Celebrating Cinco de Mayo

Celebrating Cinco de Mayo

The battle at Puebla in 1862 happened at a violent and chaotic time in Mexico’s history. Mexico had finally gained independence from Spain in 1821 after a difficult and bloody struggle, and a number of internal political takeovers and wars, including the Mexican-American War (1846-1848) and the Mexican Civil War of 1858, had ruined the national economy.

France was eager to expand its empire at that time, and used the debt issue to move forward with goals of establishing its own leadership in Mexico.

France invaded at the gulf coast of Mexico along the state of Veracruz (see map) and began to march toward Mexico City, a distance today of less than 600 miles. Although American President Abraham Lincoln was sympathetic to Mexico’s cause, and for which he is honored in Mexico, the U.S. was involved in its own Civil War at the time and was unable to provide any direct assistance.

Marching on toward Mexico City, the French army encountered strong resistance near Puebla at the Mexican forts of Loreto and Guadalupe. Lead by Mexican General Ignacio Zaragoza Seguin, a smaller, poorly armed militia estimated at 4,500 men were able to stop and defeat a well outfitted French army of 6,500 soldiers, which stopped the invasion of the country. The victory was a glorious moment for Mexican patriots, which at the time helped to develop a needed sense of national unity, and is the cause for the historical date’s celebration. 

Today’s Celebration

For the most part, the holiday of Cinco de Mayo is more of a regional holiday in Mexico, celebrated most vigorously in the state of Puebla. Celebrating Cinco de Mayo has become increasingly popular along the U.S.-Mexico border and in parts of the U.S. that have a high population of people with a Mexican heritage. In these areas the holiday is a celebration of Mexican culture, of food, music, beverage and customs unique to Mexico. Cinco de Mayo has become a bigger holiday north of the border than it is to the south, and being adopted into the holiday calendar of more and more people every year.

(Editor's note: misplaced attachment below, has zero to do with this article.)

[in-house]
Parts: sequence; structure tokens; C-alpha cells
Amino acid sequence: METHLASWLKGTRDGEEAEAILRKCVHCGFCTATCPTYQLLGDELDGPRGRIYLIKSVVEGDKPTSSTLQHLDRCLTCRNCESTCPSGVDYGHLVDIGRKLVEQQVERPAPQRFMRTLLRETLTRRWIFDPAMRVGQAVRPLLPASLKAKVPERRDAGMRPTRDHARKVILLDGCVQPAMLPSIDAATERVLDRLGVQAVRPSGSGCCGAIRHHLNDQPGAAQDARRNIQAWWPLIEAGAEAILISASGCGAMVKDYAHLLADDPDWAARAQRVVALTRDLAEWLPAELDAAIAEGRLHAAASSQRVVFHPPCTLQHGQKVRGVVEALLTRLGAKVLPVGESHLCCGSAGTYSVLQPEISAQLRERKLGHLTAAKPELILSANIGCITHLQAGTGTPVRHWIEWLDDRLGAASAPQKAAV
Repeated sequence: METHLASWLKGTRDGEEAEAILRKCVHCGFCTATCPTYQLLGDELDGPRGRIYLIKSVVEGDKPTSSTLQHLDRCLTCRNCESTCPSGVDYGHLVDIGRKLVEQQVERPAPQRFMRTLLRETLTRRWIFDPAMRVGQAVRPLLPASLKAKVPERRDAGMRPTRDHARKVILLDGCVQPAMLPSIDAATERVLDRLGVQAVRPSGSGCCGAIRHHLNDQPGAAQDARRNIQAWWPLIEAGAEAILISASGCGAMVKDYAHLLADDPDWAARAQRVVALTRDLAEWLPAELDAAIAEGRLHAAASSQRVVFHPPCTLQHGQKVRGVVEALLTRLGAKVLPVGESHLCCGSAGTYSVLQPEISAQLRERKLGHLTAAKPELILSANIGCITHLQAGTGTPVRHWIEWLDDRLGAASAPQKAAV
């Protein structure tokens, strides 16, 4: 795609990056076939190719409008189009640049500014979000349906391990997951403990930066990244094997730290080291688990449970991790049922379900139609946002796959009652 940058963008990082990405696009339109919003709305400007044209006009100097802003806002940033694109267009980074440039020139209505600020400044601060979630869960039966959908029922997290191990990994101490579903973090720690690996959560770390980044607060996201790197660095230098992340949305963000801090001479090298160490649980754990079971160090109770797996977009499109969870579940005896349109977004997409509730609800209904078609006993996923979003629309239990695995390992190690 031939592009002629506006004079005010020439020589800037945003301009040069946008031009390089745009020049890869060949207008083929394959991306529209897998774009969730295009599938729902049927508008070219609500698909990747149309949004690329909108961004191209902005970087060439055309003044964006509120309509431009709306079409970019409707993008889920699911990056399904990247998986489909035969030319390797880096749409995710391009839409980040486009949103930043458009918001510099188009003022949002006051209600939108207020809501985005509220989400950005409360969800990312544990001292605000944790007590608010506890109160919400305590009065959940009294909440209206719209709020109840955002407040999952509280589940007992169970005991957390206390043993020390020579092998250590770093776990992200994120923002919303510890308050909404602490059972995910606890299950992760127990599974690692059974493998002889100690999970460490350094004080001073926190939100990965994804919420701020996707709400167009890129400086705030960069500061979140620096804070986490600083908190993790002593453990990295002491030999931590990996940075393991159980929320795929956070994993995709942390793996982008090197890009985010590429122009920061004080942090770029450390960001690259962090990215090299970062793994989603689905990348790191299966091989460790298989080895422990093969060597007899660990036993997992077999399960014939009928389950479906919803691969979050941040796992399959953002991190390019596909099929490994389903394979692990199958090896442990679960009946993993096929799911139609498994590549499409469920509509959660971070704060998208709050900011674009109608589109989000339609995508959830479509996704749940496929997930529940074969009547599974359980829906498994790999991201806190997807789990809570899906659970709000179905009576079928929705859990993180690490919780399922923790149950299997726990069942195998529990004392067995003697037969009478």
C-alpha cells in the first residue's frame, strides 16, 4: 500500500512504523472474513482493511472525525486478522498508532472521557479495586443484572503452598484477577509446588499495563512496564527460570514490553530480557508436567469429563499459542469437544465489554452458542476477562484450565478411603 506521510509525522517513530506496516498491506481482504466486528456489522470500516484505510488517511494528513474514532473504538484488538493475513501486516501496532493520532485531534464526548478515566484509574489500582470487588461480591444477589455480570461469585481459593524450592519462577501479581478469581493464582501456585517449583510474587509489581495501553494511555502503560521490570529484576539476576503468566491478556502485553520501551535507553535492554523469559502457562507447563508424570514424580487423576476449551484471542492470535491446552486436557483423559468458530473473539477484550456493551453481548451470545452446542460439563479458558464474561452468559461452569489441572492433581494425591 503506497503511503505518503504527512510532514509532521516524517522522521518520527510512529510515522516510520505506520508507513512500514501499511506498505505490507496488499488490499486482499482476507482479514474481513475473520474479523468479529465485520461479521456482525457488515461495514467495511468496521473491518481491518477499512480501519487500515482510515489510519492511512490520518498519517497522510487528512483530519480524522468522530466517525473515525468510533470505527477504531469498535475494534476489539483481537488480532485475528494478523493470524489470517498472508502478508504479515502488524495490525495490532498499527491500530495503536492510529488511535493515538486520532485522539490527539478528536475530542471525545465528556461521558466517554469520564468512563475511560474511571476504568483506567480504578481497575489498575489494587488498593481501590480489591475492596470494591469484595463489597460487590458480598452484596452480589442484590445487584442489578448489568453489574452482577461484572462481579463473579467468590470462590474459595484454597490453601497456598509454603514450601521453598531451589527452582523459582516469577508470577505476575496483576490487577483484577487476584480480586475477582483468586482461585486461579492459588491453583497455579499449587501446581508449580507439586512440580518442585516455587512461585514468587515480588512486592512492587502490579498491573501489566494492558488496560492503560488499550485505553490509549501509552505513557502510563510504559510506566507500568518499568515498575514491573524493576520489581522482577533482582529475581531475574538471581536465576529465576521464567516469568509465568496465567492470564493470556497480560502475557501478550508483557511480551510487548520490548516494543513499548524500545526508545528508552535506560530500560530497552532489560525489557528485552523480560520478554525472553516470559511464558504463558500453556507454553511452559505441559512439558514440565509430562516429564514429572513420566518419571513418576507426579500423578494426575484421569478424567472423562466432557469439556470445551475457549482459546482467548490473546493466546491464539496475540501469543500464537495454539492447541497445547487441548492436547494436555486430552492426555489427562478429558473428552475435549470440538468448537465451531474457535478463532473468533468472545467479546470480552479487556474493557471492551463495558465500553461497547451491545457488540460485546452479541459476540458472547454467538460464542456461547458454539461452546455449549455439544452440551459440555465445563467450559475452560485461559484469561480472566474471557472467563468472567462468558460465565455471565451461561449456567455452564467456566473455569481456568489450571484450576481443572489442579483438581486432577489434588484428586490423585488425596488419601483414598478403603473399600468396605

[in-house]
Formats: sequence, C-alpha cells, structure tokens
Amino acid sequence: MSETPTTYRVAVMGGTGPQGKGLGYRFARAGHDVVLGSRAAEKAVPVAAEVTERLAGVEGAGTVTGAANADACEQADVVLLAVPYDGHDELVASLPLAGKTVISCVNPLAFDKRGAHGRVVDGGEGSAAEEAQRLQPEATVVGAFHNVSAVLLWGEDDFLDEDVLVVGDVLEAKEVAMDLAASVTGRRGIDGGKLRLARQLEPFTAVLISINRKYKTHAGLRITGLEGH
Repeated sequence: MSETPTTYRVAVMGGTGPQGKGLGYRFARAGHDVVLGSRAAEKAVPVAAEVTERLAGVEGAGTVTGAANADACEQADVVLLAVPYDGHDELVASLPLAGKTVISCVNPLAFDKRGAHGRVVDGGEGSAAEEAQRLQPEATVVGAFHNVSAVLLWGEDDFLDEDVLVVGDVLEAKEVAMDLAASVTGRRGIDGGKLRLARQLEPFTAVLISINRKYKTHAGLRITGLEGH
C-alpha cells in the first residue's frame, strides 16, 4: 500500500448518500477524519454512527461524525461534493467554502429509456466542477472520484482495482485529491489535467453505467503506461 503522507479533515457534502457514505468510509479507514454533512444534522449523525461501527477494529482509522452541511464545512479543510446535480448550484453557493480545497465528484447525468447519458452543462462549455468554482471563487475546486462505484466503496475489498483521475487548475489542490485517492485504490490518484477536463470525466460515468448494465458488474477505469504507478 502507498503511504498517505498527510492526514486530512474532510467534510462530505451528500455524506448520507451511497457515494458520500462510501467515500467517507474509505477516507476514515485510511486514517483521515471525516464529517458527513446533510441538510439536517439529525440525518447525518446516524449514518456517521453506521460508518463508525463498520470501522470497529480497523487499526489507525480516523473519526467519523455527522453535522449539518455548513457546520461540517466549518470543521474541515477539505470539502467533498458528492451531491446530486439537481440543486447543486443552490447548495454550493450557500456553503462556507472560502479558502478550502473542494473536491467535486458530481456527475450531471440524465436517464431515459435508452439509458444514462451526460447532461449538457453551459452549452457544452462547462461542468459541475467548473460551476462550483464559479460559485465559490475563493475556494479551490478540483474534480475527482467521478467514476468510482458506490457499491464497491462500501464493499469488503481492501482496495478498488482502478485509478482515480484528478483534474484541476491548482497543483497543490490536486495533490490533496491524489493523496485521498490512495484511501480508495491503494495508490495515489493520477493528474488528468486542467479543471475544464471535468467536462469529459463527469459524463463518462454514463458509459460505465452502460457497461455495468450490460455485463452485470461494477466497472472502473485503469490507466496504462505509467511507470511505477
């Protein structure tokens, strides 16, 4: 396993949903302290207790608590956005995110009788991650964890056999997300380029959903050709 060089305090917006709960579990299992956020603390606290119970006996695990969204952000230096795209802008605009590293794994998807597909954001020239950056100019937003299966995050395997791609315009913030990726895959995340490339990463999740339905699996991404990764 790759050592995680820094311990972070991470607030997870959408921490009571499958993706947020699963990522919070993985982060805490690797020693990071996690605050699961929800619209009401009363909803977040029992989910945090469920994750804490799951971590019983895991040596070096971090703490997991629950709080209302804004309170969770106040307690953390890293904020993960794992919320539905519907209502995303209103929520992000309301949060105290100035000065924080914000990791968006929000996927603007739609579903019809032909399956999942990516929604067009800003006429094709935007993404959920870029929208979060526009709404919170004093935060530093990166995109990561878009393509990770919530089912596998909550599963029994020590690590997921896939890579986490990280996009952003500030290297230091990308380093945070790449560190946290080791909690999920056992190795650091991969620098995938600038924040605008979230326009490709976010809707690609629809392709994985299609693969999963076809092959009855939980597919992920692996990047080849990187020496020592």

Ballet Folklorico Imagenes Mexicanas (Folkloric Ballet with a Mexican Image)

This dance troupe was formed to promote the appreciation, dedication and performance of Mexican Folk Dance. Dancing is a way of life!

This troupe was formed over 20 years ago and have had a successful career in performing for President Clinton at the Whitehouse, Lyons College in Arkansas, The Rock & Roll Hall of Fame in Cleveland, Many Festivals across Ohio, Michigan and West Virginia and other higher educational institutions such as Bowling Green State University, Lorain Community College, Owens Community College, University of Toledo. The troupe is under the management and direction of Maestro James A. Serda and the they perform dances that tell stories about the regions and states of Mexico as well as telling the history of culture, philanthropy, agriculture, and habitat through songs, footwork, costumes, and diversity. Their repertoire includes dances from over 16 of the 35 states of Mexico and over 150 dances!

They love to engage with the audience to teach the importance about embracing diversity through art and dance.

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